Kangaroo Island, Australia, joey, pouch
Count the legs, 1-2-3

This kangaroo definitely made us pause for a closer look. Um, how many legs does it have? 1-2-3? Three??!! After a moment, I realized it was a baby joey that dove into its mama's pouch head first leaving one lone leg sticking out.


  • There are are plenty of other animals at the park -- kookaburras, koalas, pythons, crocodiles, emus, etc. Most of them are less freaky than the ones pictured above. 
  • Plan on 1 hour to mosey around and feed the animals. 
  • Tip: Do not use the kangaroos as hand warmers... or try to climb into their pouch.
  • Kangaroo Island Wildlife Park is located on the Playford Highway between Parndana and Stokes Road
  • Open daily 9AM-5PM; 10AM-3PM on Christmas Day
  • Admission is $15 for adults, $12 for concession, and $8 for children
  • Family admission (2 adults and up to 3 children) is $45
  • Coffee and light refreshments available in the gift shop but a small cafe is in the works
  • Website: www.kiwildlifepark.com 

Related Kangaroo Island Posts:

Kangaroo Island's Koala Walk
It's the Great Penguin, Charlie Brown
Remarkable Rocks and Admirals Arch

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Thursday, March 13, 2014

Prayers of Hope for Malaysia Airlines Flight 370

Normally, I post some fantastic travel story on Thursdays, or I show you a little more about Malaysia where I now live. Many people in the USA where I am from are unfamiliar with Malaysia, and it's been a bit of a mission for me to educate the world about what Malaysia is like. Now, Malaysia is making headlines for all the wrong reasons, and I can't bring myself to write a jolly post for the week.

As I'm sure you know, Malaysia Airlines Flight 370 vanished on Saturday night during a red-eye flight from Kuala Lumpur to Beijing. Five days later, no trace of the plane has been found. My last few travel posts have been about my own family's trip from Malaysia to Beijing last October, albeit on a different airline. I can't help identifying with the passengers on that plane. I'm sure that the same question has crossed other travelers minds. What if I had been on that flight?

Beijing, China
Memories of our own trip from Malaysia to Beijing

I remember when my parents were visiting Europe and scheduled to fly home on September 12, 2001. I got the days mixed up and thought that they were flying home on September 11. When the attacks on the World Trade Center began, I vividly remember calling their phone in Texas and leaving a frantic message on the answering machine. "Are you home? Did you get home? Do not get on a plane!" They probably couldn't understand me; I was so hysterical. What if my family or friends were on a missing flight?

Wednesday night's update in a string of sometimes confusing and contradicting reports indicate that an unidentified blip was caught on military radar 200 km northwest of Penang at roughly the time that MH 370 disappeared. Could it be the missing aircraft? Did it turn back towards Kuala Lumpur? The search area has expanded from the east coast of Malaysia over the the west coast and the Andaman Sea that surrounds Penang. No, I have not seen any search planes or boats. Penang is in a heavy shipping lane and populated enough that someone would have noticed if the plane went down within sight of the island, so the rescuers are focusing on the vast expanse of water instead. Still, I cannot help looking out my windows to the Straits of Malacca spread out before me in hopes of spotting something   a life raft, fragments, or, God willing, the whole entire plane floating by.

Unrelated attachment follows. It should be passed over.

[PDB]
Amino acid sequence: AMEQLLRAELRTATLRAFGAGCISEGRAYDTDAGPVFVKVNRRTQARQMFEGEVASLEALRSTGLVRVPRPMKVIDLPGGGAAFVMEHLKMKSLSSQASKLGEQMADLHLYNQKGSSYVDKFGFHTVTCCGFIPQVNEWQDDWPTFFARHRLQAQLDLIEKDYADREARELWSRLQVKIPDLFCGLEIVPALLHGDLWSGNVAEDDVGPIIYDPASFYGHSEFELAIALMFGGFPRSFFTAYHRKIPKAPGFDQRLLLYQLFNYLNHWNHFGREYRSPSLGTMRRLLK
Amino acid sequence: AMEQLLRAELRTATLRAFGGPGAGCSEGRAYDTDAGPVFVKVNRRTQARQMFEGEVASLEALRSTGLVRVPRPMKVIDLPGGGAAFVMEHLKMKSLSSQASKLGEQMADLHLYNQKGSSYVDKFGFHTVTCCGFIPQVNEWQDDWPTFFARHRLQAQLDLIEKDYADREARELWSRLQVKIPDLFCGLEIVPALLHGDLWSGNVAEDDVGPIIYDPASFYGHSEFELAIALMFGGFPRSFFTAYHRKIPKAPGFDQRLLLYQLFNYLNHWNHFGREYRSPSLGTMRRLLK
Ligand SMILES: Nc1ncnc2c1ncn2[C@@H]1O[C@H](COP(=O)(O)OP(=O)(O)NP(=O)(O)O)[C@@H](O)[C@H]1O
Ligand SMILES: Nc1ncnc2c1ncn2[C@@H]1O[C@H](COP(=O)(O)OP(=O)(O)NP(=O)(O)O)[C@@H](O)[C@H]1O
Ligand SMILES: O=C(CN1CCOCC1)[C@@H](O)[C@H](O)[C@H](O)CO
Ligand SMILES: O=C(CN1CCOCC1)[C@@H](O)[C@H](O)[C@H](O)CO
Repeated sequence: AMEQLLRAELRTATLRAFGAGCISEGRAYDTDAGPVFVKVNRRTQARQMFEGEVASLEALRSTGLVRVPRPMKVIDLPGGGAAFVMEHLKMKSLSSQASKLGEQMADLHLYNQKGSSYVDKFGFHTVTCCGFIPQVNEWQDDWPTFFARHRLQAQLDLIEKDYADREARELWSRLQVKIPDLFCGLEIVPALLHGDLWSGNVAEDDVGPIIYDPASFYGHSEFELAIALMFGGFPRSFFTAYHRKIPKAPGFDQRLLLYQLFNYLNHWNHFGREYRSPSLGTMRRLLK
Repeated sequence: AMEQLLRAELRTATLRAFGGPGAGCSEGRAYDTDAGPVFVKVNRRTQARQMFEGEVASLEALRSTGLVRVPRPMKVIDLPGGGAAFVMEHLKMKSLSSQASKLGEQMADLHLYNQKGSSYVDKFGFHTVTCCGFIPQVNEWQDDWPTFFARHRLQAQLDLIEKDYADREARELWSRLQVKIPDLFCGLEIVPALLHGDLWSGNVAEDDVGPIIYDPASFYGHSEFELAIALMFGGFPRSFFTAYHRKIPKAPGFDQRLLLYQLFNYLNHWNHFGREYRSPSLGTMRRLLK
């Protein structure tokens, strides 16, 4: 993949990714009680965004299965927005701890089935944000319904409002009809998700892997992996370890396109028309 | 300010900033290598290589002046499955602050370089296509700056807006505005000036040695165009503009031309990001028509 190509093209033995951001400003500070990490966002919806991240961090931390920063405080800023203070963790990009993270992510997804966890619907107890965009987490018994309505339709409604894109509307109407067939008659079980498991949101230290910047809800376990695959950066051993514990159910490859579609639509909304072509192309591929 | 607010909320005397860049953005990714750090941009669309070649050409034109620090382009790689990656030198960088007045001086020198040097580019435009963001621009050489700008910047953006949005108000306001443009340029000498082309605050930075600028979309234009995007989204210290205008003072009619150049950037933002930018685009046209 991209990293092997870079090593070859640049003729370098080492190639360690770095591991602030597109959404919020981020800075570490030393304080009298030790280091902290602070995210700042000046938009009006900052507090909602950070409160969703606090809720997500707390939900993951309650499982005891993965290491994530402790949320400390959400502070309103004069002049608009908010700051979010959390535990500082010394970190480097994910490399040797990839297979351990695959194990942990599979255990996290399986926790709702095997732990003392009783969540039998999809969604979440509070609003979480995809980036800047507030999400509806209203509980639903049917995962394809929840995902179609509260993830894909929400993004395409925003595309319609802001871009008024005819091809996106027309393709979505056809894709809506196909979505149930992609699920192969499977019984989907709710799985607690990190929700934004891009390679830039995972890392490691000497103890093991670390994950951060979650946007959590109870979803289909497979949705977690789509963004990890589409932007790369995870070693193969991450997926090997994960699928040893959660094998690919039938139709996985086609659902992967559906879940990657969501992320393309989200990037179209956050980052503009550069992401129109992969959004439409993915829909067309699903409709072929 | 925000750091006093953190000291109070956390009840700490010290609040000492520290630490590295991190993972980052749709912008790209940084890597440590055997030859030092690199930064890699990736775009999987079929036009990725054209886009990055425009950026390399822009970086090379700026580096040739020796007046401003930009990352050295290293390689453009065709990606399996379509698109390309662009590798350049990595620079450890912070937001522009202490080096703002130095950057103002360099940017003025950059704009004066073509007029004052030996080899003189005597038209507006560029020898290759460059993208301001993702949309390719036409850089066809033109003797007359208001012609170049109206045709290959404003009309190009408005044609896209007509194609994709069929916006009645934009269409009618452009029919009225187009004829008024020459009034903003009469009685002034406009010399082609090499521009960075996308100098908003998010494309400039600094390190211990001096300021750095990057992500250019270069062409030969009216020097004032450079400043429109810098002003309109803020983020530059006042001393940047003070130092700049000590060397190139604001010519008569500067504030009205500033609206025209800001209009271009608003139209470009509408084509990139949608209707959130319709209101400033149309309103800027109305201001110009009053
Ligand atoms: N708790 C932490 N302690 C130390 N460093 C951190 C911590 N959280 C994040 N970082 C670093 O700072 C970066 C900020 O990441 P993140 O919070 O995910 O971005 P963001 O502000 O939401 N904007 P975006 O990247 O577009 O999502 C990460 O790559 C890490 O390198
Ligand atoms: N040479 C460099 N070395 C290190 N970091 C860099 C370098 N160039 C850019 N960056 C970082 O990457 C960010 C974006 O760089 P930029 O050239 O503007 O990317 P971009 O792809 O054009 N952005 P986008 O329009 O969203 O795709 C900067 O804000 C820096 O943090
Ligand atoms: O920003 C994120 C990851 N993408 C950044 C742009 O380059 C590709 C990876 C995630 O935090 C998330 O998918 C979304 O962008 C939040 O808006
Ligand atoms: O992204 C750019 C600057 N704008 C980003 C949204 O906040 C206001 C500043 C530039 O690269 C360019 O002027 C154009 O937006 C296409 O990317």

Looking out from Penang towards the mainland
Looking out at the Straits of Malacca, waiting and searching

There has been an outpouring of support from the people of Malaysia. Radio stations broadcast people's phoned-in messages of hope for the missing plane between songs. A local mall is holding a paper crane origami event on Thursday and Friday. They aim to offer up 5000 cranes, 5000 wishes, and 5000 prayers for the 239 passengers and crew members. University students stood near the flight path of planes taking off from Penang International Airport holding up signs that proclaimed, "Pray for MH370."

Captain Zaharie Ahmad Shah, pilot of the missing flight, attended Penang Free School. Over a thousand teachers and students there gathered to pray. The Muslims, Buddhists, Christians, Hindus, and Sikhs went off to separate areas in the school to supplicate their respective god(s) for the plane's safe return.

As is typical in this day and age, people expect total transparency and updates on the search and rescue efforts. News updates are given over the local radio every 30 minutes. The New Straits Times website adds multiple new articles an hour with all the latest information. Sometimes it's about area fishermen pledging to do everything they can to help with the search and rescue mission. A group found a badly damaged life raft floating 10 nautical miles from Port Dickson on the west coast of Malaysia on Wednesday. Unfortunately, it sank while being transferred on board the boat operated by the Malaysian Maritime Enforcement Agency. Other times, it's about family members of the missing losing control of their emotions and giving in to grief and despair.